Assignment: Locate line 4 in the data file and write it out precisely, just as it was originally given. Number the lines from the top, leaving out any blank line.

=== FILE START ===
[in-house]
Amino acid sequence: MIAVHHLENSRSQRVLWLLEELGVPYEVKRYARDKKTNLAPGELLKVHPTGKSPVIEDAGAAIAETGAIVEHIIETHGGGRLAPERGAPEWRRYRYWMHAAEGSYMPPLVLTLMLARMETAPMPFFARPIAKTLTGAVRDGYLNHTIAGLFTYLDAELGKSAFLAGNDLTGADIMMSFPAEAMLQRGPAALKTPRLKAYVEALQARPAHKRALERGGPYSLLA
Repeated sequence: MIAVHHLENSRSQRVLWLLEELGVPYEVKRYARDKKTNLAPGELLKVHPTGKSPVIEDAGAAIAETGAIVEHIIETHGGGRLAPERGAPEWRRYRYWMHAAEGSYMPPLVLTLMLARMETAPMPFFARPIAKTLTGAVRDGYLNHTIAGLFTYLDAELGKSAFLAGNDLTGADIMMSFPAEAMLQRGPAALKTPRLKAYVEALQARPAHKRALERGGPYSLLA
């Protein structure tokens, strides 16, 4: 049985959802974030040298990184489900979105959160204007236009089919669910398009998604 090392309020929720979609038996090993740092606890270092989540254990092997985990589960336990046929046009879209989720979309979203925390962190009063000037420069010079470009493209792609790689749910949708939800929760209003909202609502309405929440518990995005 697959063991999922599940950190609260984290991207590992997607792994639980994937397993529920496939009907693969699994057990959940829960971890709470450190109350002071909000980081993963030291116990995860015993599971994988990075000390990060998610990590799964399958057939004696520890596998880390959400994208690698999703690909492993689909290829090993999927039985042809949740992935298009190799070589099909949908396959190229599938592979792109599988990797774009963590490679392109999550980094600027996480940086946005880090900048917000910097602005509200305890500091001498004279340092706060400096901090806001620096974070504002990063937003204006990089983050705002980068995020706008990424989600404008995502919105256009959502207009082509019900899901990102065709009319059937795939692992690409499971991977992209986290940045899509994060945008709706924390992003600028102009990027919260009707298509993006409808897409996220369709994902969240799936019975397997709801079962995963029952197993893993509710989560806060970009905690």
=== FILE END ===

């Protein structure tokens, strides 16, 4: 049985959802974030040298990184489900979105959160204007236009089919669910398009998604 090392309020929720979609038996090993740092606890270092989540254990092997985990589960336990046929046009879209989720979309979203925390962190009063000037420069010079470009493209792609790689749910949708939800929760209003909202609502309405929440518990995005 697959063991999922599940950190609260984290991207590992997607792994639980994937397993529920496939009907693969699994057990959940829960971890709470450190109350002071909000980081993963030291116990995860015993599971994988990075000390990060998610990590799964399958057939004696520890596998880390959400994208690698999703690909492993689909290829090993999927039985042809949740992935298009190799070589099909949908396959190229599938592979792109599988990797774009963590490679392109999550980094600027996480940086946005880090900048917000910097602005509200305890500091001498004279340092706060400096901090806001620096974070504002990063937003204006990089983050705002980068995020706008990424989600404008995502919105256009959502207009082509019900899901990102065709009319059937795939692992690409499971991977992209986290940045899509994060945008709706924390992003600028102009990027919260009707298509993006409808897409996220369709994902969240799936019975397997709801079962995963029952197993893993509710989560806060970009905690």